Work around invariance

question

#1

I am working with a family of models, which have certain properties, lets call them statenames and obsnames. Many of these are shared between models, so it would be nice to reuse them. Models are mapped to types in my code. I would like to query these properties for the types.

So I thought I would use abstract types like this:

abstract AbstractModel{S,O}
abstract FiveStateModel
statenames(::Type{FiveStateModel}) = (:NL,:NM,:NH,:EM,:EH)
abstract ObservedEUH
obsnames(::Type{ObservedEUH}) = (:E,:U,:H)

immutable SimpleModel1{T <: Real} <: AbstractModel{FiveStateModel, ObservedEUH}
    x::T
    y::T
end

Now I want

statenames(SimpleModel1)

to return (:NL,:NM,:NH,:EM,:EH). If types were covariant, I could use

statenames{S,O}(::Type{AbstractModel{S,O}}) = statenames(S)
obsnames{S,O}(::Type{AbstractModel{S,O}}) = obsnames(O)

but since they are not, I am using

statenames{S,O}(::AbstractModel{S,O}) = statenames(S)
obsnames{S,O}(::AbstractModel{S,O}) = obsnames(O)

and have to instantiate a SimpleModel1, eg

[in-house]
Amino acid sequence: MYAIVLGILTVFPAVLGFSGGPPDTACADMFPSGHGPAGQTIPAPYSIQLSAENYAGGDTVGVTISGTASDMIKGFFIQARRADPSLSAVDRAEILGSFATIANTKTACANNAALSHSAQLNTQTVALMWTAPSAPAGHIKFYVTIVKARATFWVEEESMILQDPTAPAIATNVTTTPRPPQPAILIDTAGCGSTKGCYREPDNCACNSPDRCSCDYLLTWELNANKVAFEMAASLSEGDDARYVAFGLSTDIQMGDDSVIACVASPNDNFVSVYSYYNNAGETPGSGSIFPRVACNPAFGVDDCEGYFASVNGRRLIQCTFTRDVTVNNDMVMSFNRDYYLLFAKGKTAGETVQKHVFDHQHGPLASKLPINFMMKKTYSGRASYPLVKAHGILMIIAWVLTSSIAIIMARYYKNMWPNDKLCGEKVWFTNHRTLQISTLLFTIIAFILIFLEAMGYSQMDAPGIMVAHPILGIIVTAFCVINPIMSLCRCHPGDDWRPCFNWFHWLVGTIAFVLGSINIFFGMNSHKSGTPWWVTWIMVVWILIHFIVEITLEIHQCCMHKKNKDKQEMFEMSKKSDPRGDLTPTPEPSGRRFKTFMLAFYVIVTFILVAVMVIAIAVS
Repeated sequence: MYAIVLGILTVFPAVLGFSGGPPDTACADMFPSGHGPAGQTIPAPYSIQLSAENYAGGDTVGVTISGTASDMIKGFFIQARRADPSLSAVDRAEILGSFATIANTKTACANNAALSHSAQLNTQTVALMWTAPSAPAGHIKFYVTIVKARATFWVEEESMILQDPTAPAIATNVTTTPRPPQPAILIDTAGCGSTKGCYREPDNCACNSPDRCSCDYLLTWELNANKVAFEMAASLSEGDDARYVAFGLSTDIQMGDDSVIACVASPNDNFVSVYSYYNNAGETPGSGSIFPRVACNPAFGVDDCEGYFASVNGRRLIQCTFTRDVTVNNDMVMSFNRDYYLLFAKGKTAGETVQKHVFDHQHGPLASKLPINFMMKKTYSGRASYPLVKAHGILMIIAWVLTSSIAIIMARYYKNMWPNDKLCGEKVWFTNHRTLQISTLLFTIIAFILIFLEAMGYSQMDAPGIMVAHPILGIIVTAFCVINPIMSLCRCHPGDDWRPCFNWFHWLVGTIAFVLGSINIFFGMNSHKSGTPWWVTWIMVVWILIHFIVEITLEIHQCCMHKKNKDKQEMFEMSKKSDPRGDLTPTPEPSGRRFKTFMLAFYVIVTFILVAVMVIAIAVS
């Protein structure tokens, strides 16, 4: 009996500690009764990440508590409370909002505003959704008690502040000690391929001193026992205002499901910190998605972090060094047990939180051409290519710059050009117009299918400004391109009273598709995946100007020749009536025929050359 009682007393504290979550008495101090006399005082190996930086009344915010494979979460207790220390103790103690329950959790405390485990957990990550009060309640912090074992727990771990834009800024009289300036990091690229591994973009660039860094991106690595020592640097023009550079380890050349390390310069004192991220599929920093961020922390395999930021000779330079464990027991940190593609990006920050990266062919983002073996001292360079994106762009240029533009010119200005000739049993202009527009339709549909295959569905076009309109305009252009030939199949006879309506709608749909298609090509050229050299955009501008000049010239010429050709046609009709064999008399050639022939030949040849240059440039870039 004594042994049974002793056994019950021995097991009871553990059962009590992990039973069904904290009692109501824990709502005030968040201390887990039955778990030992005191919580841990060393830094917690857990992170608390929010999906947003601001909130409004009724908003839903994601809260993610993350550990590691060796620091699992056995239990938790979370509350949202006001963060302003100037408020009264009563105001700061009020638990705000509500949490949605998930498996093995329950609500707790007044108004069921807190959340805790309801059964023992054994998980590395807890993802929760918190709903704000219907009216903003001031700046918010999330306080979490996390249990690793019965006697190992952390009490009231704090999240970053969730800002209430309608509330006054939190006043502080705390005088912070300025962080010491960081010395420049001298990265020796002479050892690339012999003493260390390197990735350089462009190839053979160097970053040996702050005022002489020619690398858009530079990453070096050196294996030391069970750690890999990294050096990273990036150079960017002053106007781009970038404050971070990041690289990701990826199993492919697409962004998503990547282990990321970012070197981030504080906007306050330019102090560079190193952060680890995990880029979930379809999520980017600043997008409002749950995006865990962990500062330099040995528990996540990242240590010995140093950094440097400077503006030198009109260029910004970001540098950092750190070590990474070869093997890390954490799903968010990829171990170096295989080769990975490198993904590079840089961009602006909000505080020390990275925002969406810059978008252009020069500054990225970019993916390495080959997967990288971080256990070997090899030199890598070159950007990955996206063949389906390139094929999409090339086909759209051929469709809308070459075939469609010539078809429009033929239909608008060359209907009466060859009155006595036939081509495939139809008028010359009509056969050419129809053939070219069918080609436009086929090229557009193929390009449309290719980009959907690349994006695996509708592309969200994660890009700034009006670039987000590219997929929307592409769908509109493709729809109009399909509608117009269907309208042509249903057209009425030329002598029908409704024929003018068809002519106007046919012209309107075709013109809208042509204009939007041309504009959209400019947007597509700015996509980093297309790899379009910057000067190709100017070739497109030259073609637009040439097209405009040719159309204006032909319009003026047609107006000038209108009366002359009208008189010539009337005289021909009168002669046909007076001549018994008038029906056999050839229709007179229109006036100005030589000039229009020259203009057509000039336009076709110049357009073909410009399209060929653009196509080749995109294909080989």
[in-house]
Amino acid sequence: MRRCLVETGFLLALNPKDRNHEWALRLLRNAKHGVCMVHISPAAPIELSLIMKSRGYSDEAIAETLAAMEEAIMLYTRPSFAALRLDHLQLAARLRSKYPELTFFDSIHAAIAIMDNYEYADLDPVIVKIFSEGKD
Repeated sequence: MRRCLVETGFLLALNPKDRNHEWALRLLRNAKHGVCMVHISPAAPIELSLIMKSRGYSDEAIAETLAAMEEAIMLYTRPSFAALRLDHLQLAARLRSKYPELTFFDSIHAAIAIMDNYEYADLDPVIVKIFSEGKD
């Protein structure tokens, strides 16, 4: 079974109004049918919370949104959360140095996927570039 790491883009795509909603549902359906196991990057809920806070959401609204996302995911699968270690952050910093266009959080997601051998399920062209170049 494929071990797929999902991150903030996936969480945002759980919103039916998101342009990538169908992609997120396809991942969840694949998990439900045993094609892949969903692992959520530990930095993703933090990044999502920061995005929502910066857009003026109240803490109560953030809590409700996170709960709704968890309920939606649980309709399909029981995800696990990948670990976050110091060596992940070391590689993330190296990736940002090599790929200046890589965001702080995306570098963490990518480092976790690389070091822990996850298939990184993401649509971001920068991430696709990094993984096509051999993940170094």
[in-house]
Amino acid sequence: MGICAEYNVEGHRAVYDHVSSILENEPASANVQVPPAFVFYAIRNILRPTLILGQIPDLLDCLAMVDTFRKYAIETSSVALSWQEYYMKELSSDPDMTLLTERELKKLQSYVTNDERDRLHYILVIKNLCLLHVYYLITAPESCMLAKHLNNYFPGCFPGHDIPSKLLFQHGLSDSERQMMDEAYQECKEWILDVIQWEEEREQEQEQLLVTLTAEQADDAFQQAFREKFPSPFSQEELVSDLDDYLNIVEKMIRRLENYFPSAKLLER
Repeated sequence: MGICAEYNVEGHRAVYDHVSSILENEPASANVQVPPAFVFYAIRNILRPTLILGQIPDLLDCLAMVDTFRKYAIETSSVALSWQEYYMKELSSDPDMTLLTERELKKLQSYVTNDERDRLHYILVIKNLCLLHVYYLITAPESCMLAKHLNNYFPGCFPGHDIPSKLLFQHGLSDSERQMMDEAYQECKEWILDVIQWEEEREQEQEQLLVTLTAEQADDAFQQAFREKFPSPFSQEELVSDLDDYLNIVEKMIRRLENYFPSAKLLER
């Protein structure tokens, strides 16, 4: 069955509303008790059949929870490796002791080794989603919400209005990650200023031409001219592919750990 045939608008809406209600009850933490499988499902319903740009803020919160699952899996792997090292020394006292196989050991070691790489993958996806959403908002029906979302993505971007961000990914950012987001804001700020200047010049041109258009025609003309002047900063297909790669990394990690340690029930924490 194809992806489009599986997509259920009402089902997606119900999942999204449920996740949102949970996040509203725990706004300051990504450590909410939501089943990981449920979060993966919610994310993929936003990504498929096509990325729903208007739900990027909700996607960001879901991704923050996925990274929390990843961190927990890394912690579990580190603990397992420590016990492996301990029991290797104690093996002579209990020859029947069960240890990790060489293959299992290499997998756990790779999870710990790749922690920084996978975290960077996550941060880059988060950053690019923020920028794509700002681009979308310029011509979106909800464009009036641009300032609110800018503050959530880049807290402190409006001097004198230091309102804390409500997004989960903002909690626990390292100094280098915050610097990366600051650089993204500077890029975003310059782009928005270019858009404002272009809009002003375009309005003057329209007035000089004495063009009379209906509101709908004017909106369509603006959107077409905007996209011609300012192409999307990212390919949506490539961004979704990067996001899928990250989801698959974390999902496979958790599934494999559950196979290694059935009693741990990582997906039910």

statenames(SimpleModel1(1.0,1.0))

Is there a workaround that would allow me to solve this in type-space?


#2

Traits. Put a trait on SimpleModel1 and do trait dispatch instead. I would suggest using SimpleTraits.jl to make it easier.

Or just wait for v0.6. It looks like Jeff’s PR is going to make it and so I think that will fix the problem.


#3

Just out of curiosity, which PR is that?


#4

The following approach doesn’t always work, depending on if your subtypes leave the type-parameters of AbstractModel flexible. It looks like you don’t, however, so in your use-case this should do the trick:

# do these as you described
statenames{S,O}(::Type{AbstractModel{S,O}}) = statenames(S)
obsnames{S,O}(::Type{AbstractModel{S,O}}) = obsnames(O)
julia> statenames{T<:AbstractModel}(::Type{T}) = statenames(supertype(T))
statenames (generic function with 3 methods)

julia> statenames(SimpleModel1)
(:NL,:NM,:NH,:EM,:EH)

#5

See the triangular dispatch example. With that extra level of dispatch control you should be able to do what you need.


#6

I found that for my use case, I can simply do

# reuse these for various models
const OBSERVED_EUH = (:E, :U, :H)
const FIVE_STATES = (:NL,:NM,:NH,:EM,:EH)

# and for one specific model
statenames(::SimpleModel1) = FIVE_STATES
obsnames(::SimpleModel1) = OBSERVED_EUH

I guess the lesson is that not all information needs to be encoded in the type system.


#7

Well, that’s still using the type system (via dispatch). It’s that not all information needs to be encoded as fields. In fact, using dispatches to hold information is precisely how traits are implemented, so this and traits are one and the same.


#8

I admit that I am just learning about traits, but from most examples it seems that there is an extra level of indirection involved.